By Harold Emert
RIO DE JANEIRO, BRAZIL – Our current perplexing age of an increasing number of persecuted persons fleeing their native countries for new lands and opportunities is producing one positive effect: new interesting writers.
They include natives of Brazil living in the USA and other nations and those “gringos” from not only the United States and Britain, but also other distant lands and cultures writing about being “displaced” persons.
Their novels, poems or essays are about new “strange” lands and cultures, trying to speak “foreign” languages which are not their native tongue as they try to adapt to the subtle habits and new customs of new cultures.
In addition, whether they are from Sudan or Somalia, New York or London, these new authors join the ranks of great writers: Polish-born Josef Conrad and former Russian aristocrat Nabokov are among the new immigrants who became outstanding writers, often in the language of their new culture.
Due to an economic crisis among other factors which send them to new pastures abroad, Brazilians are now among those expats writing their novels and other literary works in Europe and the USA.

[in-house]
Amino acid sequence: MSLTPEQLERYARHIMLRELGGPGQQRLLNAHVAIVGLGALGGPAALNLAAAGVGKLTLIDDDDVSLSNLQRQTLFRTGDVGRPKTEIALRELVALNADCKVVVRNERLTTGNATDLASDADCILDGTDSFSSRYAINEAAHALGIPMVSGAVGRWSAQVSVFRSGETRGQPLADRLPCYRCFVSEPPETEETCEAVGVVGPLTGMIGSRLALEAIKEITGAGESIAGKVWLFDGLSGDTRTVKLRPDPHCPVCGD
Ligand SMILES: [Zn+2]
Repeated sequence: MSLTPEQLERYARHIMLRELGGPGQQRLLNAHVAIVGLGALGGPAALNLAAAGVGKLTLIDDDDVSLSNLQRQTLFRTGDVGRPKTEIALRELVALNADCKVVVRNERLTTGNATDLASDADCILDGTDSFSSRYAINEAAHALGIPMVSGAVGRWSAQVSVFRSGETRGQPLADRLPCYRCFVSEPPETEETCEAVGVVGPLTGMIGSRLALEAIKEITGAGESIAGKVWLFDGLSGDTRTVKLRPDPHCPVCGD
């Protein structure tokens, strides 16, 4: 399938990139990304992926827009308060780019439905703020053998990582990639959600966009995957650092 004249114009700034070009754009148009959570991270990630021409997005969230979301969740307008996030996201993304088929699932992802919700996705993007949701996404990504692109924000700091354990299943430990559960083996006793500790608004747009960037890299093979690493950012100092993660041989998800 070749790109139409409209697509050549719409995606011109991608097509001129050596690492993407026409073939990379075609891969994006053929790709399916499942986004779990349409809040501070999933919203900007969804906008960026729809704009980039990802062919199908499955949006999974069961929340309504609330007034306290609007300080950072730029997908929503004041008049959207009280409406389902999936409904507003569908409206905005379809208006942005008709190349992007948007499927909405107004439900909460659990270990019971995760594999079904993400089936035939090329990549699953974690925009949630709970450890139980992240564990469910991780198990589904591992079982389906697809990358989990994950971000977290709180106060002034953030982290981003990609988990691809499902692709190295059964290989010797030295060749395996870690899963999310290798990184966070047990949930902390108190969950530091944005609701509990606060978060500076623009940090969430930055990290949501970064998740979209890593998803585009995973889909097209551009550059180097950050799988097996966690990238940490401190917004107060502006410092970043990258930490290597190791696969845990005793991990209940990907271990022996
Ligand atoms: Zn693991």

However, knowing Cariocas after so many years residing here, this observer doubts whether after life near the beaches, football, chopp (draft beer), usual kindness, and good humor of the natives of what was once Cidade Maravilhosa (Marvelous City), Cariocas will easily adapt to life abroad.
Here in Rio de Janeiro, The Rio Times recently encountered Brazilian Elizabeth Columa who resided nineteen years in Los Angeles and five years in New York City before returning “home”. However, where is home? As one of Elizabeth’s poems reads, “You can’t wade in the same river twice.” On the other hand, can you?
The Rio Times (TRT): In your poetry, you write, “You can’t wade two times in the same river?” Living 19 years in Los Angeles and five years in NYC and now 12 years (since 1997) in your native city of Rio de Janeiro, what has been your personal experience to write this?
Elizabeth Columa (EC): I could write a book to fully answer your question. Besides, I’m not sure poets are always aware of the mechanisms that guide them through the act of composing and their poetry.
I am currently writing my American memoirs from the cultural perspective of a native Brazilian. The literature abounds with stories of expatriates and their struggles to thrive in a foreign land.
Narratives of immigrants from all corners of the world are still popular in America today (despite the current political antagonism towards immigration by those in power); some have become best-sellers and were translated to a number of languages.
Not to mention American writers who became themselves, prominent expatriates, like Hemingway, Ezra Pound, and T.S. Eliot – whose lives and long-lived experiences abroad have affected and colored their writing in a most unique and vigorous way.